Touch up and highlight

You might find some areas need more coverage than others. I had a lot of trouble keeping the apples of my cheeks covered for some reason. Or you might sneeze and get liquid liner all under your eye and have to remove a whole square inch of makeup with a q-tip (not that that’s happened to me…). That is why we have our little concealer brush. Wet it and dip it back in the silver paint to add extra coverage where needed. Just make sure it isn’t too wet, and don’t use too heavy a hand, because the paint you already have down will come right back off with water! It’s more convenient if you remember to do it before step #9, but you can always go back over the new coverage spots with powder, no biggie. I found I often had to do this for the massive bags under my eyes I was getting from lack of sleep during the show.

I also use the silver to highlight. If you skipped the mattifying powder step as she does in the video, you wouldn’t need or want to do this. But I take my little concealer brush dipped in the silver and dot the bow of my lips and along the tops of my cheekbones, about an inch above the character shadow line. Again, it adds dimension, as well as another element of prettiness.

Last, but not least, do your hands and wrists up in the silver. Make sure to use the bathroom and wash your hands beforehand–after this step you’ll have to settle for applying hand sanitizer to your palms if you don’t want to rub the color off. Just glob some paint on with a cosmetic wedge. I usually just dusted the translucent powder over that, skipping the pressed powder step. I found that tiny bit of shimmer left on your hands makes them look both younger and more ghostly. Win-win!

Here is the finished look! Yes, I did apply a filter here to make up for the horrid effects of cell phone photography, but you can see the finished look as it appeared on stage at the bottom and top of this post.




A quick swipe with a face cleansing cloth backstage–one for my face and one for my hands–took everything off so I could come out and greet my adoring public post-haste *snort*. I know I’ve said it doesn’t really matter what product brands you use, but I was very pleased with Walgreens’ brand sensitive skin facial cleansing wipes. I’ve tried all kinds, including expensive ones, and these are the ONLY ones that didn’t make my eyes burn. When you get home later, soak a cotton ball with toner (try this one or this one) and run it over your skin if you don’t have the energy or inclination to do the whole Clarisonic routine.

A note about hair:

My director wanted my hair left alone. But if you want to add another layer of ghostliness with almost no effort, all you have to do is get some dry shampoo–powder or spray–and dust it over the top of your head. Hold it close to your head so the powder is visible. Don’t touch it or brush it through!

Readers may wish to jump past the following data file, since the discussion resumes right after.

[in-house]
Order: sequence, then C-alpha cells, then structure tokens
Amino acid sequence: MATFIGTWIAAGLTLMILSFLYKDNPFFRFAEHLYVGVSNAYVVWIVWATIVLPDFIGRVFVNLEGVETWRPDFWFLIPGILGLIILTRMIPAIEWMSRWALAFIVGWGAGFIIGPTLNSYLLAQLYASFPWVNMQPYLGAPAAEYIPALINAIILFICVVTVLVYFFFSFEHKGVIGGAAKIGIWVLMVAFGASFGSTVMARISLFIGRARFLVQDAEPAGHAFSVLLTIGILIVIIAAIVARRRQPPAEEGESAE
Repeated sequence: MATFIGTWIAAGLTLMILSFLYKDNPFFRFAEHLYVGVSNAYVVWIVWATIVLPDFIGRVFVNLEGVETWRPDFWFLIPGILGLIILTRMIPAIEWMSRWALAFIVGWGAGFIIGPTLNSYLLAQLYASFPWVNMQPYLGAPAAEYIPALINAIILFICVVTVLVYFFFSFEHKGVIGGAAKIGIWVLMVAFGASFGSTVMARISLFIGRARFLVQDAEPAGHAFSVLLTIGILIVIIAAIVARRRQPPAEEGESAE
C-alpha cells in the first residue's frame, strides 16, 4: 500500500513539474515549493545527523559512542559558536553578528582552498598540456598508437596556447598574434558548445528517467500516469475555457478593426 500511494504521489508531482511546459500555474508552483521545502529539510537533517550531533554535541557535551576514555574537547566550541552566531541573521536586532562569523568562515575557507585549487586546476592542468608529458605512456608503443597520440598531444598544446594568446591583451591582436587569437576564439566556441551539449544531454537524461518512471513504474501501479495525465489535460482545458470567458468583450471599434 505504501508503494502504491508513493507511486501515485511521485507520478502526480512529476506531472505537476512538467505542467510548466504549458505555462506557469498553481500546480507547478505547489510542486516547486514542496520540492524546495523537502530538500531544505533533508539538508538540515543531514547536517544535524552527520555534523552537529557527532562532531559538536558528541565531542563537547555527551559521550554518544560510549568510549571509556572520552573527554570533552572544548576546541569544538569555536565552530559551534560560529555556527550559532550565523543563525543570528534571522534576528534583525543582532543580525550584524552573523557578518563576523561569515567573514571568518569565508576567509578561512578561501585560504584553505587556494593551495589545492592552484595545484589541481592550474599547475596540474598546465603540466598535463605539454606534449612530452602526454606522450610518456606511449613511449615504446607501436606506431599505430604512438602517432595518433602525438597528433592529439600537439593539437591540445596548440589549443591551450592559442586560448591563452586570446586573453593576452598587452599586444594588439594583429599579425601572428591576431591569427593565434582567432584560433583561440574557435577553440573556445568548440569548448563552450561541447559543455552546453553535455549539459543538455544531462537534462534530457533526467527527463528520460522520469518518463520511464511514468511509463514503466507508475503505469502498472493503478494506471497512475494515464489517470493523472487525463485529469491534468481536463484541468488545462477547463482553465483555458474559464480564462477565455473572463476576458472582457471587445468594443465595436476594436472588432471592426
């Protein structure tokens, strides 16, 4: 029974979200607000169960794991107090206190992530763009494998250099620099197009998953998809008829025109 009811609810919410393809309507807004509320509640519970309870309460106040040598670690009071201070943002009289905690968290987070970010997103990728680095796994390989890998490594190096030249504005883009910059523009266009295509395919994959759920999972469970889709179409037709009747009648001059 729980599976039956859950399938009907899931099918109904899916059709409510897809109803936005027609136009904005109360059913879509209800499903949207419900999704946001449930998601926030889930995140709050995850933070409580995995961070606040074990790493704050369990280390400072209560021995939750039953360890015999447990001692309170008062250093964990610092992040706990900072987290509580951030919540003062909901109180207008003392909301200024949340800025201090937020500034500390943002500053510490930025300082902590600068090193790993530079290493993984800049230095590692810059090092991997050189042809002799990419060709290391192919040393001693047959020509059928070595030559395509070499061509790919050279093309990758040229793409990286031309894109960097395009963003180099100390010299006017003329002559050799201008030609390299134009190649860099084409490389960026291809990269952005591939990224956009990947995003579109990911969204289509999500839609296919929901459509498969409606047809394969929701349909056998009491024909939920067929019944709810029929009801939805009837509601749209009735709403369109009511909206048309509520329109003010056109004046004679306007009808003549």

And that’s it! The best thing about this look is that aside from the silver paint and possibly the lashes, you probably have all the stuff at home already!

These pictures were taken early on in the run when I hadn’t yet perfected my technique, but you can still see the general effect!




Happy Haunting!

(production photos: Cloud 8 Photography. All other photos my own).

Review: Steel Magnolias at the Alliance

22 Oct

I had an opportunity to watch the final dress rehearsal of Steel Magnolias at the Alliance Theatre last night, gratis. Due to this fabulous and world-famous blog, you ask? Actually, one of my coworkers is friends with one of the publicity people over there. But no matter, I don’t turn down free theatrical events, especially ones with which I have personal history.

I played Shelby four years ago, right when I got pregnant with T (talk about life imitating art), so it’s a show about which I have definite opinions and feelings. I didn’t play her at an equity house though, much less one of the most well-renowned regional theatres in the nation. So I was expecting it to be light years better than your production.

And it was. In some respects.

The set, first of all, was the production’s crowning glory as far as I was concerned. My friend E and I got there early and sat in the second row so we had ample opportunity to scrutinize. Not only were there multiple rooms in the garage beauty shop, but the sinks had actual working plumbing and the giant bowl hair dryers really worked (or at least they plugged in and made noise, jury’s out on whether they actually dried hair).  Decorated to the hilt with period (are we calling the 80s period?) accessories and decorations, including a children’s area that was completely irrelevant to the action of the play other than as stage business, but still a realistic touch. But even this amply-budgeted extravaganza lacked perfection–as E pointed out, there were no magnolia blossoms in the giant tree projections carpeting the scrim. Fail, Alliance. Fail.

The pacing and energy stayed high and the show felt shorter than its actual running time. The few hiccups we noticed were handled smoothly and only made me more appreciative of the fact that we were enjoying live theatre. The sound design was a mixed bag (the radio bit was convincing but the gunshots were not), but the costumes were delightfully tacky and made me miss my grandmother something fierce.